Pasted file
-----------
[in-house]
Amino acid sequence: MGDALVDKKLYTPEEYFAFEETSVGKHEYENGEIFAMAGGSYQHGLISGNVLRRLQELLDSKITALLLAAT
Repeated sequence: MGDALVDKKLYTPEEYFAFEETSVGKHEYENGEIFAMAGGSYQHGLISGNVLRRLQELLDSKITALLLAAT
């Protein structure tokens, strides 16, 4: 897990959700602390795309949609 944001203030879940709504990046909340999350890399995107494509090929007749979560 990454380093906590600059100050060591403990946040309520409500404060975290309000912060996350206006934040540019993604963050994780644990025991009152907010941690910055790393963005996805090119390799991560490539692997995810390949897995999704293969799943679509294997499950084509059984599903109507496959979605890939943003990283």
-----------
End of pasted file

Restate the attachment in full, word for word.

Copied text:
[in-house]
Amino acid sequence: MGDALVDKKLYTPEEYFAFEETSVGKHEYENGEIFAMAGGSYQHGLISGNVLRRLQELLDSKITALLLAAT
Repeated sequence: MGDALVDKKLYTPEEYFAFEETSVGKHEYENGEIFAMAGGSYQHGLISGNVLRRLQELLDSKITALLLAAT
């Protein structure tokens, strides 16, 4: 897990959700602390795309949609 944001203030879940709504990046909340999350890399995107494509090929007749979560 990454380093906590600059100050060591403990946040309520409500404060975290309000912060996350206006934040540019993604963050994780644990025991009152907010941690910055790393963005996805090119390799991560490539692997995810390949897995999704293969799943679509294997499950084509059984599903109507496959979605890939943003990283």